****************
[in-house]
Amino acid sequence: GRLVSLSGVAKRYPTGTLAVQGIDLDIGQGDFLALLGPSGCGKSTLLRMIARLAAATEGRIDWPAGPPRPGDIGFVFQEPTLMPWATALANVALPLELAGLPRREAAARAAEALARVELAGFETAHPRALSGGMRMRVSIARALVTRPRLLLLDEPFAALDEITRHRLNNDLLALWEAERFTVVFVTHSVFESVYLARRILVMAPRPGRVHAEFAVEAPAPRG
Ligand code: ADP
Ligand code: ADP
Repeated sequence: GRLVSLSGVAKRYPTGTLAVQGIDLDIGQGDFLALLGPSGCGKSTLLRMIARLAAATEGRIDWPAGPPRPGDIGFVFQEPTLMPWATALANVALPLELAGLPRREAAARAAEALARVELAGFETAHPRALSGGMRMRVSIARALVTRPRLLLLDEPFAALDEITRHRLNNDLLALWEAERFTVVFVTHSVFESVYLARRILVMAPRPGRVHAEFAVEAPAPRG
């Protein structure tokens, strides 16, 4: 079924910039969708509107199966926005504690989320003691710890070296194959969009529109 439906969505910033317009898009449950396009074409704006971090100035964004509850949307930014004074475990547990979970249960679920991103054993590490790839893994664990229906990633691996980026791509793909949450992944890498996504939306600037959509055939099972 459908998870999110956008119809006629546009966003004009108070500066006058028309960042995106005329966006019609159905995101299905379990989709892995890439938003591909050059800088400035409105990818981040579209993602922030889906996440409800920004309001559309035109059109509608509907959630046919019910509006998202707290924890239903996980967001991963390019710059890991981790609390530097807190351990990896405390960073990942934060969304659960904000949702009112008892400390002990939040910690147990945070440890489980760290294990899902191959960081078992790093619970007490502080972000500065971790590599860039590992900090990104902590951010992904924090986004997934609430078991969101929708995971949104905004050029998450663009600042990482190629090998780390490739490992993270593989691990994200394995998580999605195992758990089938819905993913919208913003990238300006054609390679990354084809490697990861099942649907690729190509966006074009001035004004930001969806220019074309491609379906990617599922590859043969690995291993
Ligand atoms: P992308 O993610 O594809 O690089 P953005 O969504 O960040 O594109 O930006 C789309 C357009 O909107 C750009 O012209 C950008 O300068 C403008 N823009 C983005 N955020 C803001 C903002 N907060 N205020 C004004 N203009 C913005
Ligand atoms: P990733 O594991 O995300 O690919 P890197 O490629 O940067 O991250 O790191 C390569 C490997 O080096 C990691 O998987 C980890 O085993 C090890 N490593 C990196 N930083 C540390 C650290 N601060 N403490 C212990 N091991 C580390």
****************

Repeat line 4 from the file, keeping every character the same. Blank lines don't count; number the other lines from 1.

Ligand code: ADP